Suzu lives only to serve.
A blade is a thing of utility, a weapon to be used as required, and ultimately it has only one purpose. But it is always at his side, the first thing he turns to in times of need: a master swordsman calls his sword by name, and holds it dear to him, as dear as his family if he has none.
His master is taciturn at the best of times, preferring to leave the convoluted negotiations to lesser men as he concentrates on the essentials: the deployment of their samurai, the placement of the spies, the assassinations of their important enemies. He is not easily roused to anger, and it is even more difficult to tell when he is, but men shiver and fall silent when Yoshida-sensei's words cut into their petty squabbles and pierce the thin veneer of their bravado.
Sometimes he stands aside to let women and children pass, he whom the Choshu samurai give pride of place to in their meetings, who waves away the meaningless conceits of those he judges to be less than steadfast in their devotion to the cause. Suzu commented wonderingly on this small kindness at first, but he soon realizes that it is only the important things which one must never give way on.
The lesson is driven home when he has to draw his sword on the only friend he had ever made.
He kneels outside the burning house, paralysed and weeping as he stares at the implacable face of the first man who showed him kindness after the murder of his family, and Tetsu's terrified cries are agonizingly reminiscent of another voice sounding in his ears a lifetime ago.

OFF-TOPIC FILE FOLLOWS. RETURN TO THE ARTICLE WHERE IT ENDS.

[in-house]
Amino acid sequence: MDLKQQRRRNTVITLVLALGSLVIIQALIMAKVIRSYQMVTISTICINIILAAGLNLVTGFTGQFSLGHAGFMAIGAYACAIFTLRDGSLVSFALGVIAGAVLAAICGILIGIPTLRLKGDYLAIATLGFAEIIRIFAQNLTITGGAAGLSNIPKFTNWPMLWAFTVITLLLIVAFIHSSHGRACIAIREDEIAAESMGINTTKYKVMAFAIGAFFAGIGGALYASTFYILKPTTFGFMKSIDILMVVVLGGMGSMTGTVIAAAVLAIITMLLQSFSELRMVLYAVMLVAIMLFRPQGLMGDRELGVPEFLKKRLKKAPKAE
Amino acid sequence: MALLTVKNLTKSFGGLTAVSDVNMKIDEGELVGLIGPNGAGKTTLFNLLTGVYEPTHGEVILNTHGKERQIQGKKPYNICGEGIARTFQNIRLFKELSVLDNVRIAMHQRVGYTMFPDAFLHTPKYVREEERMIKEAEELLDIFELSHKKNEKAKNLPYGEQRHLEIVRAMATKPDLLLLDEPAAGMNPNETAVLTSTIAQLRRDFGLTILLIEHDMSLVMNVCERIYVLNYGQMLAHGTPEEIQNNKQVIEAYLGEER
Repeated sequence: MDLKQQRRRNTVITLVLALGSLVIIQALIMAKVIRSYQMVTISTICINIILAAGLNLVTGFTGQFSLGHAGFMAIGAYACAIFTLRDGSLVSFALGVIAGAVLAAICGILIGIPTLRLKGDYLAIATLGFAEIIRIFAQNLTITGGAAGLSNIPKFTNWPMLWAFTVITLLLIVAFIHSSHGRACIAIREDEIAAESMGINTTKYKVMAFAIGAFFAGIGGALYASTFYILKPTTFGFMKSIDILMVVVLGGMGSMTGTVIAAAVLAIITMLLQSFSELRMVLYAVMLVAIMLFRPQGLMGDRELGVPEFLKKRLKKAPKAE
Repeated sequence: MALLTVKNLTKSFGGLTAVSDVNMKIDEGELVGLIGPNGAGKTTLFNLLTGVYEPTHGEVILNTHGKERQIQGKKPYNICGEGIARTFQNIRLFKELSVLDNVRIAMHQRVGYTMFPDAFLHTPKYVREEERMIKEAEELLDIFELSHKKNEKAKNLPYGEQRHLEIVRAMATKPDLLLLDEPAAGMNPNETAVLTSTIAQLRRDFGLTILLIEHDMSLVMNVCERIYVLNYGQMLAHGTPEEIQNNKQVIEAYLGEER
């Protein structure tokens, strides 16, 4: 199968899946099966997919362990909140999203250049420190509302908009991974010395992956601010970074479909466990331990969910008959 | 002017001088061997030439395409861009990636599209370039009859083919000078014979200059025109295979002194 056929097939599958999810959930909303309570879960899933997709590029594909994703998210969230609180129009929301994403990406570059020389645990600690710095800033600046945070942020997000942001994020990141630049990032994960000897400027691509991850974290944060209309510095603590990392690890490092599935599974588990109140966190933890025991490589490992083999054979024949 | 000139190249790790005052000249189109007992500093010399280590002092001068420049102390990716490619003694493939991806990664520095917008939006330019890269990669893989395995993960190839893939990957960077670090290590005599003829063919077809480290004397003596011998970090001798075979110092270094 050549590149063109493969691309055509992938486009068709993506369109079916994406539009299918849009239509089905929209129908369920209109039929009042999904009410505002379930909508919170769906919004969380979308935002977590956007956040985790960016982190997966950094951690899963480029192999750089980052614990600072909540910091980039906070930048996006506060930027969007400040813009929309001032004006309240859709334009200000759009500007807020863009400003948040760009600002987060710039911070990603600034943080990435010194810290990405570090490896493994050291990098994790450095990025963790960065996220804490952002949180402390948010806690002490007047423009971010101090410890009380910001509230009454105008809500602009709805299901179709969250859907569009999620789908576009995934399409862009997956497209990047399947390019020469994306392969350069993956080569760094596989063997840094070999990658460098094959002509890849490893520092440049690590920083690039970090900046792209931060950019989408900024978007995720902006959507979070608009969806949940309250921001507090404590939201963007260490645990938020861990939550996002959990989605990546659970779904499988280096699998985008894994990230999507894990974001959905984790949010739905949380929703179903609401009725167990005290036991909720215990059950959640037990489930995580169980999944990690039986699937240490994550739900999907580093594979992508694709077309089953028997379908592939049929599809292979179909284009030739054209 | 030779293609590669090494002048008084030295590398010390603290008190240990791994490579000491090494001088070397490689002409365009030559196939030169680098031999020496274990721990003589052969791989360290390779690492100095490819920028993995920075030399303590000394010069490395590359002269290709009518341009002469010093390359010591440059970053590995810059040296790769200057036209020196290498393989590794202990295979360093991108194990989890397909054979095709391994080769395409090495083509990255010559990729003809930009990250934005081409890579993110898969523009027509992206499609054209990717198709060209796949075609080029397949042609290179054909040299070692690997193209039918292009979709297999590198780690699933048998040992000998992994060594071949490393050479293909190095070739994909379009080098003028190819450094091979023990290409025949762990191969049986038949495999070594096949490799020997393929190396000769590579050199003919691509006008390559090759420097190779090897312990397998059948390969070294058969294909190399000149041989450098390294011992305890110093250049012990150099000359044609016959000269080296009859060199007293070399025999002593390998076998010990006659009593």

The next time he sees Tetsu, he is out of breath after running and shouting futilely all night: the guilty expression on the boy's face as he turns away abruptly immediately spurs Suzu to sprint to the deserted courtyard, where he stops short on seeing the aftermath of what will be known as the Ikeda-ya incident.
Shock and grief drive him to his knees in front of the huddled body drained of life, and he does not believe that his master could have fallen until he finds the head, its closed eyes and peaceful expression strangely unfamiliar; it is only when he washes the blood away, murmuring snatches of half-forgotten prayers and other things which he does not want to remember, that the truth sinks in with awful finality, and he wishes that his hoarse screams could have woken the dead.
There is a comfort in the weight of the bundle tucked securely under his arm, as reassuring as the days when he walked with his master. Suzu is still his master's sword; the difference is that he is the only one left to wield it.